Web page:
DES MOINES, JAN. 27 -- After the campaign staff of Sen. Paul Simon (D-Ill.) planted the rumor, aides of fellow presidential candidate Rep. Richard A. Gephardt (D-Mo.) spread the word today that Simon was about to air television commercials critical of Gephardt.
It turned out not to be true, but the Gephardt staff's exertions guaranteed a large turnout at a news conference here unveiling two Simon commercials, including one in which the senator talks about why he wears bow ties. It's "my declaration of independence," Simon says. "I'm going to be my own person. You have to take me for what I am."
The Gephardt campaign, by raising the specter of negative advertising, gave the Simon people a chance to portray their candidate as a principled politician who would never think of running a negative ad.
"I'm glad I'm doing such a good job for Paul Simon," quipped a chagrined Laura Nichols, Gephardt's Iowa press secretary.
"The Gephardt campaign is in a paranoiac furor that we were about to unload on them," gloated Simon's media consultant, David Axelrod.
And so go the television ad wars in the increasingly combative days leading up to the Feb. 8 Iowa precinct caucuses.
The battle reflects the heightened aggressiveness of the candidates at televised debates and other forums. Gephardt has attacked Simon's economic program as "Reaganomics in a bow tie" and Simon has chided Gephardt for supporting President Reagan's tax cut and implied that Gephardt has changed his positions for political expediency.
The attacks come as polls show that Gephardt, who was falling behind last November, pulling even with Simon at the front of the pack, with Massachusetts Gov. Michael S. Dukakis nipping at their heels. Gephardt's rise, say aides in both camps, came largely because of a $500,000 blitz of television commercials about "saving the family farm" and combating unfair foreign trade practices. Simon is estimated to have spent $400,000 on television here over a longer time.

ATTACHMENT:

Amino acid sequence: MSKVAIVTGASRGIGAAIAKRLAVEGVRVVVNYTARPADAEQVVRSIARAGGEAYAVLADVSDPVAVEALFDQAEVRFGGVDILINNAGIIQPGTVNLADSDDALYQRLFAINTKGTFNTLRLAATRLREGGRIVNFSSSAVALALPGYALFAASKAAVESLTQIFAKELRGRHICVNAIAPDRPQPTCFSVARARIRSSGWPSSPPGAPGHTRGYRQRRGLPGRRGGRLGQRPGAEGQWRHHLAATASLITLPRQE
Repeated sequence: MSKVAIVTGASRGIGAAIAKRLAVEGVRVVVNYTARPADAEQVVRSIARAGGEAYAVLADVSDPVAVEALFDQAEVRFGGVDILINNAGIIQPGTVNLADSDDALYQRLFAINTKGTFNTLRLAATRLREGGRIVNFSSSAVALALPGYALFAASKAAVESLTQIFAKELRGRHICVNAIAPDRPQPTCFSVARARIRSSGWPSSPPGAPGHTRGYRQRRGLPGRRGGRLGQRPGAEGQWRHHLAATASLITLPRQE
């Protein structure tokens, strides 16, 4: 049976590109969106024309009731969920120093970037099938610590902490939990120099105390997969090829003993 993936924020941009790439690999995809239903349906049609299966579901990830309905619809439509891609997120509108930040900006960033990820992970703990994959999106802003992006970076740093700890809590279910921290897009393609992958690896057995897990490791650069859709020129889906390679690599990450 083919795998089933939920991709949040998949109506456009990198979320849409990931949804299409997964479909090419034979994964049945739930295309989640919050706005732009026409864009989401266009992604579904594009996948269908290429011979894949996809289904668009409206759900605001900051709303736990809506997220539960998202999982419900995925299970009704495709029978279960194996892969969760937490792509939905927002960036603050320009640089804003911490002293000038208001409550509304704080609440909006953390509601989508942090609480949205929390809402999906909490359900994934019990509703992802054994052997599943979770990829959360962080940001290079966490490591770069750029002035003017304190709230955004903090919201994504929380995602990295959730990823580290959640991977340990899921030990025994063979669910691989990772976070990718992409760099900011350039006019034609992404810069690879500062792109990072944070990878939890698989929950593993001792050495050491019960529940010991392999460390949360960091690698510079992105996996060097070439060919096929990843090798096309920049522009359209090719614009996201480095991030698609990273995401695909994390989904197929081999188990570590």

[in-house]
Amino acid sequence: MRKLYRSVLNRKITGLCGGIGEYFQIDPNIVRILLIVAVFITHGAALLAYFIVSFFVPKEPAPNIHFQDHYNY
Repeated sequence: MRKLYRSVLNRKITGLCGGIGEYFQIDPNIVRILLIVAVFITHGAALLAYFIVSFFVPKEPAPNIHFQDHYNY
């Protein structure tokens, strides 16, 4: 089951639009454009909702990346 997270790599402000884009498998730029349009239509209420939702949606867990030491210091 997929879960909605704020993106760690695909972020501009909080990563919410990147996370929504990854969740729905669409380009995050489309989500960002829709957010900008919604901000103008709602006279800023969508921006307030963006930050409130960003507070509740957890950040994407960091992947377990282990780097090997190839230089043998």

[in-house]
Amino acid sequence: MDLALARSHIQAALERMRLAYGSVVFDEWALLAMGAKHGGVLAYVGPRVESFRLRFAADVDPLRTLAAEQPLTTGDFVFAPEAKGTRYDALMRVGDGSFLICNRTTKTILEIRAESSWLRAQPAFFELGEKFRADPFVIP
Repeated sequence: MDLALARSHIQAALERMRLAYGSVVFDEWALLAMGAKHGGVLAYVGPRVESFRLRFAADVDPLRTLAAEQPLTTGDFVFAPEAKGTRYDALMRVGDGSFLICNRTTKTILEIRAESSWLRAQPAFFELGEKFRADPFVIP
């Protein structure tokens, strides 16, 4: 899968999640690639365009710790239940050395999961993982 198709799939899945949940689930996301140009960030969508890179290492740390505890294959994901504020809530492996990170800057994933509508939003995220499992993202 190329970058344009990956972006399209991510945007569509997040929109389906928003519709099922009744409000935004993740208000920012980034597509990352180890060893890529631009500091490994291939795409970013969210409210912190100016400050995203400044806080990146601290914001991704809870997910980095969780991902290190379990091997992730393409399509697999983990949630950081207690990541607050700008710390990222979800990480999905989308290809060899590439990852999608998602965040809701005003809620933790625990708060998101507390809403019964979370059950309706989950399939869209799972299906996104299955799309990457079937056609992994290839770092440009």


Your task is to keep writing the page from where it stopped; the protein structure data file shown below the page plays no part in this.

Today at Simon's Iowa campaign headquarters, Axelrod said the new commercials, to begin airing Thursday, are calculated "to make people feel comfortable with Simon as a person." In the second commercial, Iowans, shown in still photographs, praise Simon as being "tied to the soil," "motivated by a desire to see everyone have an equal opportunity" and a "traditionalist."
The commercial is filmed in black and white, Axelrod said, because "we're in a stage of the campaign where you need to do things that will stand out."
Standing out, so far, does not call for negative advertising. Within the Simon camp, he said, "there was no real argument in favor of doing a sharp, negative television commercial . . . . It is very dangerous to go negative in a multi-candidate race."
Gephardt has two spots currently on the air, synthesizing his themes of farm and trade, aimed at people who have suffered in an Iowa economy with troubled farms and a shrinking industrial base. "I've been all across this country and I've looked at the eyes of Americans, and I don't think you're ready to give up yourselves," Gephardt says in a spot entitled "People." "We have to stand up for our jobs, our farmers, our seniors. If we don't, who will? . . . Family farmers don't want any more sympathy," Gephardt says in the other spot.
"They need a president who defends them -- not some theory of one-way free trade," he said.
Axelrod attributed the success of Gephardt's commercials to "a message that was simple, compelling . . . . They've achieved total coordination between paid and unpaid media so that every time Dick speaks, every time the candidates debate, he's delivering his campaign commercial."
Dukakis, meanwhile, is airing ads designed to "show that he has passion," said his media consultant, Ken Swope. One commercial shows homeless people in Washington as Dukakis says that "decent and affordable housing ought to be the birthright of every American."
In another, "little American miracles" -- that is babies -- are shown crawling in front of an American flag as an announcer says Dukakis can safeguard their future because he "took a dying economy and helped turn it into a booming international competitor."
Dukakis, in debates at least, has gone on the attack, saying that the candidates from Congress bear responsibility for the federal deficit. "What have you folks been doing for the last seven years?" he demanded of Gephardt and Simon at the last debate.